On ‘The Unpossessed’

The Unpossessed by Tess Slesinger is a daring, unique fiction, a wild, crowded comedy set in New York City in the 1930s. The inchoate, irrational, addictive metropolis, ever clamoring, brawling between its two somehow sluggish rivers, is a challenge to its citizens and to the novelist’s art. In the end, people gather with their own kind, as they do in the towns with the right side to live on and the wrong side, with Baptists and Catholics, girls brought up for the Junior League and others to become plump, nice ladies taking covered dishes to the Oddfellows picnic. Manhattan, ever a proper symbol of an immigrant nation, lives in the daytime by “immigrants” from the boroughs who come in to build the skyscrapers, paint the walls, caulk the leaking pipes, drive the cabs; it is also the dream site of travelers from Alabama, Illinois, or Michigan with the longing of their specialized ambition to go on the stage, master the Steinway grand, paint pictures, or write stories for The New Yorker.

The city is, as it must be, a nest of enclaves in the surrounding smother. The Unpossessed looks with a subversive eye on a disorderly, self-appointed group: intellectuals, critical of society’s arrangements and very critical of each other. It is the 1930s and the reign, you might call it, of the left; of well-to-do Greenwich Village supporters of the workers striking in Detroit and of the woebegone, cotton-picking sharecroppers in the South. Above all, the echoes from the “classless” society in Russia, the proles sending the feckless aristocrats to Paris, aroused in intellectual circles here a sort of conversational communism.

The Unpossessed is a kindly act of intellectual friendship written by a sensibility formed by the period and yet almost helplessly alert to the follies of a programmatic “free love” and the knots and tangles of parlor radicalism. Tess Slesinger, the author, was born in New York, the daughter of a nonpracticing Jewish family. Her father, Hungarian by birth, attended City College but after marriage went into the garment business owned by his wife’s family, the Singers. The garment business seems to be almost fore-ordained in the history of Jews in the city and not more on the dot than the fact of the author’s mother, early education interrupted to work in the family business, ending up, after night classes and a spell with Erich Fromm and Karen Horney, as a lay analyst and along the way taking part in the beginning of the New School for Social Research.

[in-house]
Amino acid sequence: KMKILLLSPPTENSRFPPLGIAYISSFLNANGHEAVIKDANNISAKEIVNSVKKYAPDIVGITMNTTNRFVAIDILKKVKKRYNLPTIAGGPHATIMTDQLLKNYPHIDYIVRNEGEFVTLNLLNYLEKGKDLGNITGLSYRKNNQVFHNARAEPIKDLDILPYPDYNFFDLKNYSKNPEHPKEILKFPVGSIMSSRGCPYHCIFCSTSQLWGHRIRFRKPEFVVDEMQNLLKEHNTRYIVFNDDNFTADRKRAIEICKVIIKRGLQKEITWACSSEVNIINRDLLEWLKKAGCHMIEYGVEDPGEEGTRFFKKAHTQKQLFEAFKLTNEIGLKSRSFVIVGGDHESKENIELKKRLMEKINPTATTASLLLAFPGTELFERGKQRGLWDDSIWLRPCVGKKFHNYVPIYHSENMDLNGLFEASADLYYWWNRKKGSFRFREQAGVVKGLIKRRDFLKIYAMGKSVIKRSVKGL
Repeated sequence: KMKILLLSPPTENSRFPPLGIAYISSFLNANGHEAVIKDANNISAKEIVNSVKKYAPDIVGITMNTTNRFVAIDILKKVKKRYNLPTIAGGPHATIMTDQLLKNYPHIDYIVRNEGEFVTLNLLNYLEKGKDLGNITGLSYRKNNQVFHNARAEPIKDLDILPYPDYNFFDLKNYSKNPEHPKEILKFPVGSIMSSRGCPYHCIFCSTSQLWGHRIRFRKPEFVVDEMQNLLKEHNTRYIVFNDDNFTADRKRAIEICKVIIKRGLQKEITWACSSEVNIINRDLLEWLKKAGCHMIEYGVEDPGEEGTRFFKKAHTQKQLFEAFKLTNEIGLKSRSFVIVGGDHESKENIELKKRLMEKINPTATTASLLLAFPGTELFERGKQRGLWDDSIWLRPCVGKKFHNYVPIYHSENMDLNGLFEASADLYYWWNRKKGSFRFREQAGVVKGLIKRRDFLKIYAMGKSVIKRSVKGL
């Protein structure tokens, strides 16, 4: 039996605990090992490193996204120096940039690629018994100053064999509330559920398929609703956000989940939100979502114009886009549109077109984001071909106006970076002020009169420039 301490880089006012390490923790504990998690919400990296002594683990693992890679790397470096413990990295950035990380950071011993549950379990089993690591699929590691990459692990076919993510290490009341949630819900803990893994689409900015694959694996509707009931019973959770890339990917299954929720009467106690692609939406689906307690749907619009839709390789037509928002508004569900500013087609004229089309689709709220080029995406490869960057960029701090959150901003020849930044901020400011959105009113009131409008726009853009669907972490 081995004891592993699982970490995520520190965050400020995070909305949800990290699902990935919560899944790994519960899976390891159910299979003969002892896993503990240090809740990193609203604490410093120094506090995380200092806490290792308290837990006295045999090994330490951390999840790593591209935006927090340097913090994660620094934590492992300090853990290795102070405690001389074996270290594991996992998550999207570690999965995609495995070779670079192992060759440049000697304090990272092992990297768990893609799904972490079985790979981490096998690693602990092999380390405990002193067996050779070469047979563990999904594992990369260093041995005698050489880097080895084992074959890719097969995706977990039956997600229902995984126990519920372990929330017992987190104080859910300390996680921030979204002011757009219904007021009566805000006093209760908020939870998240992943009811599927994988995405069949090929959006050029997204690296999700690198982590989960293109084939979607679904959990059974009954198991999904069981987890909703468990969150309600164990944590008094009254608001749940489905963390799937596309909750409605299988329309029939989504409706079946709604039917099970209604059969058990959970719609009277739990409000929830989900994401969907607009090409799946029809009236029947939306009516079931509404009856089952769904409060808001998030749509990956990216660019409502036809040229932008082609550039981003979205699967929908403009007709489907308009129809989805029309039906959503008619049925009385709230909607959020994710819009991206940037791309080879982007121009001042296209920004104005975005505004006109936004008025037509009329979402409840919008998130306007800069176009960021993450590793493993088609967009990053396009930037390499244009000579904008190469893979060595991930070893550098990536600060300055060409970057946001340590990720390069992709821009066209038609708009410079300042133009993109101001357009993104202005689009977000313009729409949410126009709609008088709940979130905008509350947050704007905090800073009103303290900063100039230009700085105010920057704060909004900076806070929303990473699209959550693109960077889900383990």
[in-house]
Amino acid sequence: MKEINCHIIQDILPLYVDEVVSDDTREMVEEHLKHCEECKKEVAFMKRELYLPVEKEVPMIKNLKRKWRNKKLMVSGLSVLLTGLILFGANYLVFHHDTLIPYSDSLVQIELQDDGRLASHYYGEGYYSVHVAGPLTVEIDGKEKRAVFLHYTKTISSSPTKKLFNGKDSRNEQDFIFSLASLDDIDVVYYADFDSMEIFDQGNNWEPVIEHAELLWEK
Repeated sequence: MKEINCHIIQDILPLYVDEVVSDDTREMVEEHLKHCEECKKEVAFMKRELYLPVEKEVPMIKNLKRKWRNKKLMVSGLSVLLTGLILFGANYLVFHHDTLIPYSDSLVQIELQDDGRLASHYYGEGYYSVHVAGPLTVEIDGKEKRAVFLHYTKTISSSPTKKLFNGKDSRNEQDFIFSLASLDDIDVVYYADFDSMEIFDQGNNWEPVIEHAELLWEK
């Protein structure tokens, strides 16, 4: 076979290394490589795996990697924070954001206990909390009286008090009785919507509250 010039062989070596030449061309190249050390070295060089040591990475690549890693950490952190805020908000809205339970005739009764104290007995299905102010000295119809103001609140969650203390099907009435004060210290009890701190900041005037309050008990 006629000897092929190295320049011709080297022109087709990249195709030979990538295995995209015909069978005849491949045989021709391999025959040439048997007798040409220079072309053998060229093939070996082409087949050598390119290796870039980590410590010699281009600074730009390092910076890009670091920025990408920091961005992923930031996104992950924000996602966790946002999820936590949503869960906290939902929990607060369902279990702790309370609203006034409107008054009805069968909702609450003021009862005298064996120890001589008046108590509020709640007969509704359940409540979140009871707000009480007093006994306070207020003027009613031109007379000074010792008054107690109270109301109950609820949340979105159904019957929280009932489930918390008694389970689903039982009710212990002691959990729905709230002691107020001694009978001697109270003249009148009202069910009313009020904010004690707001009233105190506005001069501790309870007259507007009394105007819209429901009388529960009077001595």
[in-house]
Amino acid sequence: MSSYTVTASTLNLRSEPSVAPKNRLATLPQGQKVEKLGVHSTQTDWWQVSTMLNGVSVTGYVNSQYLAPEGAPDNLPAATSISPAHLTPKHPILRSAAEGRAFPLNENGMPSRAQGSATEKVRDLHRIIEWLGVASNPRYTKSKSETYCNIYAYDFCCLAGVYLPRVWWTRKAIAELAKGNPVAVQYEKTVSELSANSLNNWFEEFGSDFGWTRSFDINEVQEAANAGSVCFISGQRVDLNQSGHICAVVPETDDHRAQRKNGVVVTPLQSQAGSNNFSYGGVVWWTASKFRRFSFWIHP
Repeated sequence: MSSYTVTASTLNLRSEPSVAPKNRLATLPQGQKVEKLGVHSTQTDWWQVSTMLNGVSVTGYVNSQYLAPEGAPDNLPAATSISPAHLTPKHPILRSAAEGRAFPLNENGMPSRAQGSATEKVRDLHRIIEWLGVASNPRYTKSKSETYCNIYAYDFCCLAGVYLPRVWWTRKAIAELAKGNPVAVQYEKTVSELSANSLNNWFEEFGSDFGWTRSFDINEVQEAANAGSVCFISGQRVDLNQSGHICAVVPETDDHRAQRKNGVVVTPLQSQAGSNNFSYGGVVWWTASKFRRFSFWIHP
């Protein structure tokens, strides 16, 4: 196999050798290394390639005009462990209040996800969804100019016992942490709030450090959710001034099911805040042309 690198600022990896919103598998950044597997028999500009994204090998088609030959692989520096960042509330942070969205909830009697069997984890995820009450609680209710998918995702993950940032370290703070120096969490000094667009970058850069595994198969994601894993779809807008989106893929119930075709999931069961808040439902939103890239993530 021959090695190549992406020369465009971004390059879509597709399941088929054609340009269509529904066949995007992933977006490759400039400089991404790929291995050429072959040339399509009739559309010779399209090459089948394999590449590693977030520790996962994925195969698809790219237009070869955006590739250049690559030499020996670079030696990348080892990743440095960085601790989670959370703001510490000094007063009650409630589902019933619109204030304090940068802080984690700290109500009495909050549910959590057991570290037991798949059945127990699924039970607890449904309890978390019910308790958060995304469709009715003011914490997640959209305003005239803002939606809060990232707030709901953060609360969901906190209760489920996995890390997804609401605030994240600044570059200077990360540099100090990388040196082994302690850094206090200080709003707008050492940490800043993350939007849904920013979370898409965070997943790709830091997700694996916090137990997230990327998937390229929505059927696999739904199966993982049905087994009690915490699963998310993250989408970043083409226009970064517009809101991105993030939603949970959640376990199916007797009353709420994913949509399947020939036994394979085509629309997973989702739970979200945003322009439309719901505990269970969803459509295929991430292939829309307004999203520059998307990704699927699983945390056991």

Tess Slesinger attended the progressive school Ethical Culture, Swarthmore College, and the Columbia School of Journalism. She married Herbert Solow, a man about town in intellectual circles, who was on the staff of the Menorah Journal and, much later, like the progression of so many radicals, on the staff of Fortune magazine. By way of the Menorah Journal, it was the world of Elliot Cohen, Clifton Fadiman, and Lionel Trilling that this young woman, at the …

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